What is Sperm Health Anyway?
When a doctor tells you that you have a low sperm count, or that you don't have healthy sperm, what exactly does that mean? It is important to understand the definition of sperm health and to know what to do if you are told that your sperm aren't up to par. It's also important not to have your self esteem wrapped up in your sperm health - this is a medical condition and not something that you did wrong!
Defining Sperm Health
Sperm health includes five main factors that all contribute to the overall quality of the sperm. These are sperm count, sperm motility, sperm speed, sperm concentration and sperm morphology. In general, sperm require 74 days to fully mature and then another 20 days or so to become capable of fertilizing an egg. The average, healthy male has up to 600 million sperm in a single ejaculation! Semen contains a number of things besides sperm. It contains water, simple sugars, alkalies to protect the sperm against the acidic nature of the woman's vagina, prostaglandins (thought to aid in the sperm's passage into the womb), vitamin C, zinc, cholesterol and a few other items.
Making Conception Possible
As you can imagine, it is a very complicated process to figure out male infertility issues and to identify what is unhealthy when sperm is deemed unhealthy. Sperm needs to be present in sufficient numbers; it needs to be active and not clumped together; it needs to be in a specific shape and size; and it needs to move to and fertilize the egg without getting diverted by antibodies or other factors. When any one of these things doesn't work right, you may have what is called unhealthy sperm.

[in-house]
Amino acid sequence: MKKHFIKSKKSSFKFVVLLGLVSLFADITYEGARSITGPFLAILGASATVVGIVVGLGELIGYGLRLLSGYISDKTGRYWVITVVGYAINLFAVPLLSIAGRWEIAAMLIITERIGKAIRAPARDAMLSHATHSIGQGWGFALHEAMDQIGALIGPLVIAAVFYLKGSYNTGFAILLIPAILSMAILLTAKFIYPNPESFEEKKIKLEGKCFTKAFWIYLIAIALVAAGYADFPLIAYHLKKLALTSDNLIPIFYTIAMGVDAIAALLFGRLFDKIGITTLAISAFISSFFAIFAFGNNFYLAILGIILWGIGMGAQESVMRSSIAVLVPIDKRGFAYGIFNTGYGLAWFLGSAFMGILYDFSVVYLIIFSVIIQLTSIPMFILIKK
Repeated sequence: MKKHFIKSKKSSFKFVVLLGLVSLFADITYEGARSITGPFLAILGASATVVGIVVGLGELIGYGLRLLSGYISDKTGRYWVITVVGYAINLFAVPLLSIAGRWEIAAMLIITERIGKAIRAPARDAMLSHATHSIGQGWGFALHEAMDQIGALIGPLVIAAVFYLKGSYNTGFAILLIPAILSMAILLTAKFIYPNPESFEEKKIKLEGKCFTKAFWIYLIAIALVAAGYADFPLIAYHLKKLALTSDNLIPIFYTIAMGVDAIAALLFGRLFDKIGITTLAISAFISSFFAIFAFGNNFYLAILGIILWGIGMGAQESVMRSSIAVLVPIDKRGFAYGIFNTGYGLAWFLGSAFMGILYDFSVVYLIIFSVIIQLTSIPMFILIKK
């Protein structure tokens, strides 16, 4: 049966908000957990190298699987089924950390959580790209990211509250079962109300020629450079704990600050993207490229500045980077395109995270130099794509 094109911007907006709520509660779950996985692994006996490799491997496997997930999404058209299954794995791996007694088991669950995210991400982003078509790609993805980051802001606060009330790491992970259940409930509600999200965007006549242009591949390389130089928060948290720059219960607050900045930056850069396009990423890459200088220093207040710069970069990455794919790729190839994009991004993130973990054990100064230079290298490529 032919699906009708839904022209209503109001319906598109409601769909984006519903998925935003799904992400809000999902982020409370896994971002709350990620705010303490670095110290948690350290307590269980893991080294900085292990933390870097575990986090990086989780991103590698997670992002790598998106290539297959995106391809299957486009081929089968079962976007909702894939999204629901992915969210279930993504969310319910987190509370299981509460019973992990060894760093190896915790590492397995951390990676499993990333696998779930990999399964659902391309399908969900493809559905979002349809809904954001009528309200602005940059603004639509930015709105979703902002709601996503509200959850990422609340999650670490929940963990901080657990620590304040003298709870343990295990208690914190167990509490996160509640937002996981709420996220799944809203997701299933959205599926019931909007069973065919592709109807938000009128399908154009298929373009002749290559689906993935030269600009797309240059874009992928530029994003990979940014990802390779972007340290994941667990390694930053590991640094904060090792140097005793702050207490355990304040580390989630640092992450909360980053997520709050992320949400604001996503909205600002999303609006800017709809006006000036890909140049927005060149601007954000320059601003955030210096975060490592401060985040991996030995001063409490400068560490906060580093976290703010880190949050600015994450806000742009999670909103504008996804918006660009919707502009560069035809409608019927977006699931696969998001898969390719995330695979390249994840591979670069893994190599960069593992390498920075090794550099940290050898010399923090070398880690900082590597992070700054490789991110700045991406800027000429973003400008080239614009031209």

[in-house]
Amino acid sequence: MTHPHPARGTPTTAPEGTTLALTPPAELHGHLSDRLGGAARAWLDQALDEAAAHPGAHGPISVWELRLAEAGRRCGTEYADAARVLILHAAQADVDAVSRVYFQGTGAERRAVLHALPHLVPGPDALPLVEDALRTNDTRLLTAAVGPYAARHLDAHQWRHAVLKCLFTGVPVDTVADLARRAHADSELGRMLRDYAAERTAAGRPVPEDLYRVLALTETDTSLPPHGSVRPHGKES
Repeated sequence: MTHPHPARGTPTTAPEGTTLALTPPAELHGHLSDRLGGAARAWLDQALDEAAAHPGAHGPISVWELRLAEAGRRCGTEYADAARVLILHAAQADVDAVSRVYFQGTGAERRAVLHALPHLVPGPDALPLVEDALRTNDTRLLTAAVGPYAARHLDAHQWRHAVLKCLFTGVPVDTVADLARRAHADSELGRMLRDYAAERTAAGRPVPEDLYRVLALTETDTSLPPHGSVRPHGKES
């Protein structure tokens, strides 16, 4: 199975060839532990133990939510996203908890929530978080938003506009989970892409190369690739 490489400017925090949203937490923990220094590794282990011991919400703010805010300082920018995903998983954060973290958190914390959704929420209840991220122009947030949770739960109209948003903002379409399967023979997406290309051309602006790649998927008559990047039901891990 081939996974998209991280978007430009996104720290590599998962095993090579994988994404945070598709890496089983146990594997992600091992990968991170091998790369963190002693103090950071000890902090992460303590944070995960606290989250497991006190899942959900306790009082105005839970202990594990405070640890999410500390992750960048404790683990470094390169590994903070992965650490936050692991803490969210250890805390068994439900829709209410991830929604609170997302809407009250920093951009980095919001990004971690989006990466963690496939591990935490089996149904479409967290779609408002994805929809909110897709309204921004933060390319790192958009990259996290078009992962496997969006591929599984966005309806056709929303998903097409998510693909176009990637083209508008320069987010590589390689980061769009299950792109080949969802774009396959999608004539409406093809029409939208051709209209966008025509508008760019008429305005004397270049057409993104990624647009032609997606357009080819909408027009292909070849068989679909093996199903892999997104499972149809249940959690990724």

Studies on Sperm Health
Researches have determined the exact genetic pattern in healthy sperm and have published their findings in the journal Lancet. Researchers from three locations - the Environmental Protection Agency, Wayne State University and the University of Leeds, analyzed millions of sperm cells from healthy men who were fertile. From these samples, they were able to isolate a set of RNAs that seem to indicate what fertile semen needs to include. At the moment, approximately two thirds of male infertility cases cannot be explained by fertility specialists. These findings may help researchers to pinpoint the RNA that make up healthy sperm, and help those who are infertile to mimic, develop or increase these RNA strands.
How Do You Know If You Have Problems?
If you are trying to conceive and are having trouble doing so, it's time to see your doctor. At the doctor's office, you'll give them a sperm sample and this sample will be put through a number of tests to check for the five factors discussed above and for a number of other issues. If your doctor sees that everything looks fine, you may have one more sperm sample taken to rule out false-negative results. If either test shows a problem, you may be sent to a fertility specialist and be given advice about lifestyle changes, supplements, and more.
When evaluating your sperm health, it is very important to keep in mind that your sperm is not who you are! Many men fall into the trap of blaming themselves and having self esteem issues if they have unhealthy sperm. This is a physical issue and not one that reflects on you as a person or as a man. Seek the help that you need so that you can have healthy sperm and achieve the desired result - a healthy and lovely baby.